The future of the Australian Associated Press (AAP) newswire has been secured after a deal was struck by a consortium of media players and philanthropists to buy the 85-year-old news service overnight.
The consortium was led by Nick Harrington and included philanthropist John McKinnon and former Foxtel CEO Peter Tonagh who said they were driven by a desire to retain Australian media diversity.
A deal was struck last night with with current shareholders that included Nine and News Corp and is expected to be settled by July 31.
Other parts of the AAP Group will be retained by the current shareholders. This includes Medianet, Mediaverse, AAP Directories, Pagemasters and Racing operations.
The buyers said in a statement of its motivation to purchase the business that it had “a desire to protect media diversity in Australia through ensuring the long-term sustainability of the AAP newswire and its provision of independent, quality journalism on issues that should matter to all Australians”.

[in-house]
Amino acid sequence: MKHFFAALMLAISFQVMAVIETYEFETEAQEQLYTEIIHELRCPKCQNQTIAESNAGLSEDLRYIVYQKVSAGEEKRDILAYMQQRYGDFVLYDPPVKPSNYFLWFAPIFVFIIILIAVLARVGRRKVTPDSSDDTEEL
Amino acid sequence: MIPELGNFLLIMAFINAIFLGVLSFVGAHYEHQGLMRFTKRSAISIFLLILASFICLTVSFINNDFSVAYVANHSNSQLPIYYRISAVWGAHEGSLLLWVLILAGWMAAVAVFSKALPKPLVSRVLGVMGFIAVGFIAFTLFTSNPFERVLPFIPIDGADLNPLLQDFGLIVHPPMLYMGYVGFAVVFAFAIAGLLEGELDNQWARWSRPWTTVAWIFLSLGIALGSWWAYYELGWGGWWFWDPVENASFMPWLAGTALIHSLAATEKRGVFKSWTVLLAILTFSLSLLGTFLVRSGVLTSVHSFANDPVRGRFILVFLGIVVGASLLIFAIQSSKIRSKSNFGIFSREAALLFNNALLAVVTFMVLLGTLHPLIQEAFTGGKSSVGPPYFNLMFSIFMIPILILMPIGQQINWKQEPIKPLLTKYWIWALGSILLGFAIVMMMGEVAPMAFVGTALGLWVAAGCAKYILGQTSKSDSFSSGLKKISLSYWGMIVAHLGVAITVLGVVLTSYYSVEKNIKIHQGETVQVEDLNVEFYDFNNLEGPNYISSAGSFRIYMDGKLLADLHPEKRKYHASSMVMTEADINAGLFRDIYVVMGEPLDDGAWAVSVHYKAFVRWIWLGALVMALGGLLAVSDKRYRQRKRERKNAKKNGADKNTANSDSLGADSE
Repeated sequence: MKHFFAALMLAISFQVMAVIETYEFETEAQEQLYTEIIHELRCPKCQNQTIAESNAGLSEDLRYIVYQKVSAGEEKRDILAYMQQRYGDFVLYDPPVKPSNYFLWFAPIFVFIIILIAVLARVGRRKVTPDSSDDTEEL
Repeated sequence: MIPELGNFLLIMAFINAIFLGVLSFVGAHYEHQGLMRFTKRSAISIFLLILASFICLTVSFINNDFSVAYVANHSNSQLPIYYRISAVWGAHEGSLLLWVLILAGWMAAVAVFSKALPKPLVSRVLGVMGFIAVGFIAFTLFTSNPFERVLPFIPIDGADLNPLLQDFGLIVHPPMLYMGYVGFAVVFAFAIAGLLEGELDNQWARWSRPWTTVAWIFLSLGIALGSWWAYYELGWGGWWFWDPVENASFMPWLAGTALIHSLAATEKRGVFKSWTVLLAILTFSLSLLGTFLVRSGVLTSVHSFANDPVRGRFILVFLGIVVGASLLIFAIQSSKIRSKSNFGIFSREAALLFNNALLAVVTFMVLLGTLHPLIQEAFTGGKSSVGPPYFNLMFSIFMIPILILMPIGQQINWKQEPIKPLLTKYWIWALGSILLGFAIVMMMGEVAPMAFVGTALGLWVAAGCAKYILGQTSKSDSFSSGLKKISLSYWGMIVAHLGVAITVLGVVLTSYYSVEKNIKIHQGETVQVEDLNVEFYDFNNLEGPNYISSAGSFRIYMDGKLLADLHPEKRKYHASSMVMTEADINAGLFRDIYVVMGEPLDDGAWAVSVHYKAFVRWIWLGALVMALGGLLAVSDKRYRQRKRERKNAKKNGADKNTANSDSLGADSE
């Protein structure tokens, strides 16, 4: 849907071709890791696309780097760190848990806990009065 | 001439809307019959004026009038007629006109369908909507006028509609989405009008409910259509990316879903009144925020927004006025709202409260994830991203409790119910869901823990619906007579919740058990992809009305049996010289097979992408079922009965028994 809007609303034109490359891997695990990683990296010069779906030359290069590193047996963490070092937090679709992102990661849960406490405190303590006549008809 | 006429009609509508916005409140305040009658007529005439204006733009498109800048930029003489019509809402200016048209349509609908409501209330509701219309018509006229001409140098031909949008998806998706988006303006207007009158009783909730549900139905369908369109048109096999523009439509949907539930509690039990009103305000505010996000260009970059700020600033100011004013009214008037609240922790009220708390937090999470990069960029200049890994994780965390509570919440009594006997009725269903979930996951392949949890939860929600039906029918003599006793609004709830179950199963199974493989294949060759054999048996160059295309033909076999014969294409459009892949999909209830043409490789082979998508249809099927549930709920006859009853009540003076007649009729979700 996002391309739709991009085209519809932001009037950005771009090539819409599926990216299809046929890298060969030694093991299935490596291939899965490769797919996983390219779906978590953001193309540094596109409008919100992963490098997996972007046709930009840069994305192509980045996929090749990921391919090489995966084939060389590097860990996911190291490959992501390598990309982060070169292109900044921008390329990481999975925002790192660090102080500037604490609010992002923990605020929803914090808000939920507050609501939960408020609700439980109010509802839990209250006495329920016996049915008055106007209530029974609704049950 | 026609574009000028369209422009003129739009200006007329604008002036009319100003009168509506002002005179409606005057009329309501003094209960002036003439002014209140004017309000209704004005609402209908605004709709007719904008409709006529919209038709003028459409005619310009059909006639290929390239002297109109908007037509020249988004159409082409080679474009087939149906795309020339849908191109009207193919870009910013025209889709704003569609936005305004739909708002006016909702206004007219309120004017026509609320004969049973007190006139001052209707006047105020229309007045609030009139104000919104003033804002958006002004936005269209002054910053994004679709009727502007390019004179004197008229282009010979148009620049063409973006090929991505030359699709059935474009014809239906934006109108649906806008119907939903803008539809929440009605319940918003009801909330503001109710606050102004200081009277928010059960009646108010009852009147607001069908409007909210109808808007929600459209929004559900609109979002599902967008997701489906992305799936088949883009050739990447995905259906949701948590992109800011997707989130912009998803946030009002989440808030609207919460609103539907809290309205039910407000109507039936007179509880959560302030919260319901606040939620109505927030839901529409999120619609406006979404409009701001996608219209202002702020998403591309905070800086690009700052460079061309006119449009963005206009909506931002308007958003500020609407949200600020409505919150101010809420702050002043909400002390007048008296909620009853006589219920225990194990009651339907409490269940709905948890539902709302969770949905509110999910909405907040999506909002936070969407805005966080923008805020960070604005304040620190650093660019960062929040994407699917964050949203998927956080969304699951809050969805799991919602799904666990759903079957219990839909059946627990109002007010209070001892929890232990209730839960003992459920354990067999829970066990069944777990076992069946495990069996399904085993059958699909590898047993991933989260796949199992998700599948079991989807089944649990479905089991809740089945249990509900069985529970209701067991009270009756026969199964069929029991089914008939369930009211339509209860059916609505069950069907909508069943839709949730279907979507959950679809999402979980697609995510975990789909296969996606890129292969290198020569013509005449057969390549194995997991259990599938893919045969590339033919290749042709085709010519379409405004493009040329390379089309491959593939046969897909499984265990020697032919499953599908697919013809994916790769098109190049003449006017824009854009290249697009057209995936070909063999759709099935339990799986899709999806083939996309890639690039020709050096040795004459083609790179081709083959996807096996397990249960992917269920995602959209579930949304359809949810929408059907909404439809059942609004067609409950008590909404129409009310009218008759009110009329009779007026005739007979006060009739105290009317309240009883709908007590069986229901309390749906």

It has said its services will continue pretty much as per usual but the consortium had previoulsy said in a slimmed down version that would result in some job losses. Although exact numbers and from where have not been detailed.
The new-look AAP will be run by CEO Emma Cowdroy (main photo) and editor Andrew Drummond and will continue to produce content including breaking and world news, sport, court and political reporting, plus photography, while its and FactCheck service would remain.
Cowdroy commented on the sale: “Fast, factual reporting, objective news and geographical reach to all corners of Australia, is our DNA.”
Outgoing AAP chairman Campbell Reid, on behalf of the board, paid tribute to the professionalism of staff over some trying times in recent months.
“You have all stayed true to the spirit that the news is published no matter what, and this stands the newswire in great stead as it begins its next chapter. The board wishes the new team every success,” Reid said.
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